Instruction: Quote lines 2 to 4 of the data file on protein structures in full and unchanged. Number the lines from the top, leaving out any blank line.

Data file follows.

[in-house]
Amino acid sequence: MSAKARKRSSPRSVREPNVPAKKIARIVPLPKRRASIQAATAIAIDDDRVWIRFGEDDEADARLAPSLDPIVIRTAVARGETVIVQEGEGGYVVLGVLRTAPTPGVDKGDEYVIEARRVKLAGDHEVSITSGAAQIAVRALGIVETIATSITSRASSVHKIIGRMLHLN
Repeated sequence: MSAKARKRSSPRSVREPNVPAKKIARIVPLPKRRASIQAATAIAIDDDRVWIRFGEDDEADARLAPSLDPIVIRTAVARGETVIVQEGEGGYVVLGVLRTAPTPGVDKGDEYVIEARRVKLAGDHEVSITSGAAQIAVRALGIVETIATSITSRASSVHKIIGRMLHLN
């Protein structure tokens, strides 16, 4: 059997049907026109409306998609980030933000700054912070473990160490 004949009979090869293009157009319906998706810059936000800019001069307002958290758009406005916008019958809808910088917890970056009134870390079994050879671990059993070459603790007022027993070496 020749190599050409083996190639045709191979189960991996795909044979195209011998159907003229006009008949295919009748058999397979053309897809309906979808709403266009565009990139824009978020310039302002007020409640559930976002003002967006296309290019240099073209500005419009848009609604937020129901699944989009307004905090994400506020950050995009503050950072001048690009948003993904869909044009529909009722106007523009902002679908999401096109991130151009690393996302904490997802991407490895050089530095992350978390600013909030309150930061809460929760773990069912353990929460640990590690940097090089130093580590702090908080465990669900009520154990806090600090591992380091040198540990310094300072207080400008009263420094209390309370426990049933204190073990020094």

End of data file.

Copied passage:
Amino acid sequence: MSAKARKRSSPRSVREPNVPAKKIARIVPLPKRRASIQAATAIAIDDDRVWIRFGEDDEADARLAPSLDPIVIRTAVARGETVIVQEGEGGYVVLGVLRTAPTPGVDKGDEYVIEARRVKLAGDHEVSITSGAAQIAVRALGIVETIATSITSRASSVHKIIGRMLHLN
Repeated sequence: MSAKARKRSSPRSVREPNVPAKKIARIVPLPKRRASIQAATAIAIDDDRVWIRFGEDDEADARLAPSLDPIVIRTAVARGETVIVQEGEGGYVVLGVLRTAPTPGVDKGDEYVIEARRVKLAGDHEVSITSGAAQIAVRALGIVETIATSITSRASSVHKIIGRMLHLN
């Protein structure tokens, strides 16, 4: 059997049907026109409306998609980030933000700054912070473990160490 004949009979090869293009157009319906998706810059936000800019001069307002958290758009406005916008019958809808910088917890970056009134870390079994050879671990059993070459603790007022027993070496 020749190599050409083996190639045709191979189960991996795909044979195209011998159907003229006009008949295919009748058999397979053309897809309906979808709403266009565009990139824009978020310039302002007020409640559930976002003002967006296309290019240099073209500005419009848009609604937020129901699944989009307004905090994400506020950050995009503050950072001048690009948003993904869909044009529909009722106007523009902002679908999401096109991130151009690393996302904490997802991407490895050089530095992350978390600013909030309150930061809460929760773990069912353990929460640990590690940097090089130093580590702090908080465990669900009520154990806090600090591992380091040198540990310094300072207080400008009263420094209390309370426990049933204190073990020094």